Discover more from BIG by Matt Stoller
A Man in Mark Zuckerberg's Position Can't Afford to Be Made to Look Ridiculous
He can appear a God or a devil, but not a mediocrity.
Welcome to BIG, a newsletter on the politics of monopoly power. If you’d like to sign up to receive issues over email, you can do so here.
One of the great anti-monopolists of the 20th century was Louis Brandeis, an antitrust and labor lawyer who eventually rose to the Supreme Court. He earned his public credibility by tangling with the railroads, and in particular, with J.P. Morgan’s New Haven Railroad, which had an impressive pedigree of board members, such as oil magnate William Rockefeller and CEO Charles Mellen. Under Mellen’s leadership and with Morgan’s permission, the New Haven Railroad borrowed money to buy up trolley lines around Boston, as well as shipping, water and electric utilities, and rail routes.
In doing so, it accumulated a lot of debt. For a time, Brandeis’s campaign against this roll-up made little progress, but he eventually realized that the firm was not just malevolent, but financially weak. In 1907, Brandeis “published a pamphlet titled Financial Condition of the New York, New Haven and Hartford Railroad Company , in which he claimed that the New Haven was using shady accounting tricks to make it appear that it was operating at a profit, when it was actually losing money.” Brandeis was roundly mocked by experts, who were often on the payroll of Morgan. Who was this lawyer who thought he knew better than the greatest minds in railroading?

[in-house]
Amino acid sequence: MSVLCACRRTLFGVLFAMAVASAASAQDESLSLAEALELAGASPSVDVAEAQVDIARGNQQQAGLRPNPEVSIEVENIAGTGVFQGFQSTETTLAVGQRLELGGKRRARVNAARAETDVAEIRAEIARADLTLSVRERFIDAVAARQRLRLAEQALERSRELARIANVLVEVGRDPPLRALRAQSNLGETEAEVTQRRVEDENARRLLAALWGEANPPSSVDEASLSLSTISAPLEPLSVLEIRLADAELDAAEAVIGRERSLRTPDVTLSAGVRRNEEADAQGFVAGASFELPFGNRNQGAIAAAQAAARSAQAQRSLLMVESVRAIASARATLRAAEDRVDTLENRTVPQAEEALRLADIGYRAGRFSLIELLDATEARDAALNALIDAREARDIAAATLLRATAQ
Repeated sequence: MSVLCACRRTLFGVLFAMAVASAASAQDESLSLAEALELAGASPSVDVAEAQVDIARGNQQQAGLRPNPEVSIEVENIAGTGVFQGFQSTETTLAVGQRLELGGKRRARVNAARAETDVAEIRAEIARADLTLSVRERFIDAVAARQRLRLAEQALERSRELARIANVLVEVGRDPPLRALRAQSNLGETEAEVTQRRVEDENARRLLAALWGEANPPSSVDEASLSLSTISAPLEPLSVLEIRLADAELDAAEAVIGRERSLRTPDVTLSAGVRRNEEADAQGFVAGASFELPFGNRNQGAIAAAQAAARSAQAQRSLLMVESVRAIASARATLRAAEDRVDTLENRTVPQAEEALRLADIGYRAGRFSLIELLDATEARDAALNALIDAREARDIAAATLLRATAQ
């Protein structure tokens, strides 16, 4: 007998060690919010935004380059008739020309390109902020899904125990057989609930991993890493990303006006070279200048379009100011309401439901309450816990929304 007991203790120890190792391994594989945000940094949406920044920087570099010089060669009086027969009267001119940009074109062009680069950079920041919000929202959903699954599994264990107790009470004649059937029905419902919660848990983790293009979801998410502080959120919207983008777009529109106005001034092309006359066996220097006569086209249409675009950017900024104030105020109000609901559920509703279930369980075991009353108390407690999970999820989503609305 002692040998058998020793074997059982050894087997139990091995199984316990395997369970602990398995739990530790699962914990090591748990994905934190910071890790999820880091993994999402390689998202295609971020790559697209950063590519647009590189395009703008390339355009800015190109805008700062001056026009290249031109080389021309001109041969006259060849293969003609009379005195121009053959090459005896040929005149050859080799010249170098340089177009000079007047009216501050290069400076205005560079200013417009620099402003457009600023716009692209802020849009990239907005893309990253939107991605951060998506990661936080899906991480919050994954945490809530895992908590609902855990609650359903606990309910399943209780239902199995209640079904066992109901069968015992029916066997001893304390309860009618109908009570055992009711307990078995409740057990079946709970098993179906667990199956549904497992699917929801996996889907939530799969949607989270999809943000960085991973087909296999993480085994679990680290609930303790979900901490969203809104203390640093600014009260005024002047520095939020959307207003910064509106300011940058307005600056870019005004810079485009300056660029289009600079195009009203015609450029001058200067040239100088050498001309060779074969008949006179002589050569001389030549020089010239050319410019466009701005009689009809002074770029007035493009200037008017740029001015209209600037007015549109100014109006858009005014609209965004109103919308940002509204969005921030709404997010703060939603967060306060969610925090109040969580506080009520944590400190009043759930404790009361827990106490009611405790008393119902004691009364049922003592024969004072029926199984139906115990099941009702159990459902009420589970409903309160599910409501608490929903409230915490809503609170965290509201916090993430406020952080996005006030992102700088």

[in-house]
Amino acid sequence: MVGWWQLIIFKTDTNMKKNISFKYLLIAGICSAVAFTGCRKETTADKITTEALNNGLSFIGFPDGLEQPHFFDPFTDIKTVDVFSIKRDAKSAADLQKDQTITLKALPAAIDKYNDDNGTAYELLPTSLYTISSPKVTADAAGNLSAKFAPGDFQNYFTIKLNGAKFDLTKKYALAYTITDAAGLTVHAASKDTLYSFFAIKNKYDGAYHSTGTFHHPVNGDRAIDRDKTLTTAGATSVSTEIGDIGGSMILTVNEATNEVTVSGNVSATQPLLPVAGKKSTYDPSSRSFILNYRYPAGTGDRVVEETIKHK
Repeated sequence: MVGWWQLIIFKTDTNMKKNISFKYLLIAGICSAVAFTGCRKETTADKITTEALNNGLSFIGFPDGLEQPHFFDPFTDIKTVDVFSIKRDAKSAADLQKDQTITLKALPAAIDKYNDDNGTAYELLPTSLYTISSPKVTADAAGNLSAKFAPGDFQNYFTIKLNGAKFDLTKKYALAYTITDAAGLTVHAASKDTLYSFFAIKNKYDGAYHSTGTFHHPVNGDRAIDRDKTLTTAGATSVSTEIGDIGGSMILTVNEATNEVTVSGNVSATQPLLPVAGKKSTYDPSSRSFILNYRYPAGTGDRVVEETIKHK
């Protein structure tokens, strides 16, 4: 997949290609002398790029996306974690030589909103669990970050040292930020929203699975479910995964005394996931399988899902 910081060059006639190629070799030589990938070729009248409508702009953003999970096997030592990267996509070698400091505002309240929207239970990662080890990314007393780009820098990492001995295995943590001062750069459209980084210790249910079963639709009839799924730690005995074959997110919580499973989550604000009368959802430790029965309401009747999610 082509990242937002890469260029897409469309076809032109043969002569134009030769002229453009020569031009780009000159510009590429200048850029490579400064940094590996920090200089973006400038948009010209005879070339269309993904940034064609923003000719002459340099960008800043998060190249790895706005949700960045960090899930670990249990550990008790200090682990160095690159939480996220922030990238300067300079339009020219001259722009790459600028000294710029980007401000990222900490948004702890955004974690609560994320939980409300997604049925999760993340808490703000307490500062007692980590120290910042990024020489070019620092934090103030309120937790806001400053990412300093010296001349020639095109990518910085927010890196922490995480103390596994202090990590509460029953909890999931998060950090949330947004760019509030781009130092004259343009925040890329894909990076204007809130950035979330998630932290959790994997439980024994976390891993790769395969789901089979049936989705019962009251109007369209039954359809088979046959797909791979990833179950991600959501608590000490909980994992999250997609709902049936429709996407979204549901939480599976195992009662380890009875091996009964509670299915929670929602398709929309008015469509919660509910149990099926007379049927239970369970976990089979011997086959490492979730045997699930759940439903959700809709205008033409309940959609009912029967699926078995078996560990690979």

That is, until the New Haven began falling apart. Accidents piled up and trains were routinely late. Because of its high debt load, the firm was in fact losing money and underinvesting in its assets. When it suspended its dividend, the game was up. Woodrow Wilson broke up the New Haven Railroad. Mellen looked not just evil, but ridiculous. And he was criminally indicted.
I bring up this story because it says something about how business scandals work in America, at a time when the law is uncertain. The great sin isn’t being malevolent, or powerful, but incompetent. It wasn’t the accounting fraud or monopolization that undid Mellen, but trains being late and dividends being cut.
All of which brings me to Mark Zuckerberg and the coterie of executives in Silicon Valley. Facebook has had serious political problems since 2007, when it launched the privacy-violating feature called Beacon. Since then, the firm has signed two consent decrees with the Federal Trade Commission which included a $5 billion fine, and is being threatened with a break-up by government enforcers. Zuckerberg personally may have violated insider trading laws, state officials have indicated that the firm might have engaged in price-fixing with Google, and ad fraud is rampant.
Today, whistleblower Frances Haugen testified to the Senate. Though I disagree on some of her policy recommendations, I was very impressed with her fluency and presentation. That said, it’s the documents she offered that matter, and in particular, this one, which indicates Facebook deceived investors and advertisers about their true reach. As Kevin Roose noted, Facebook appears increasingly weak.
All of that falls into the bucket of ‘Mark Zuckerberg is evil,’ which is just a variant of the puffery we see around CEOs. Being a God and being the Devil are not in fact any different in terms of PR, because both imply that the being is beyond reach by mortal humans. A ‘ruthless charge ahead at all costs’ domineering CEO still demands respect, because he gets stuff done.
But yesterday, Facebook went down for six hours, with WhatsApp, Instagram, and Facebook Blue unreachable. Advertisers suffered, as did businesses that rely on Facebook, and hundreds of millions of people couldn’t communicate as they were used to. With that, it became clear that the consolidation of these various social networks into one giant firm is inefficient and costly. Zuckerberg came to look not evil, but ridiculous. And that he cannot afford.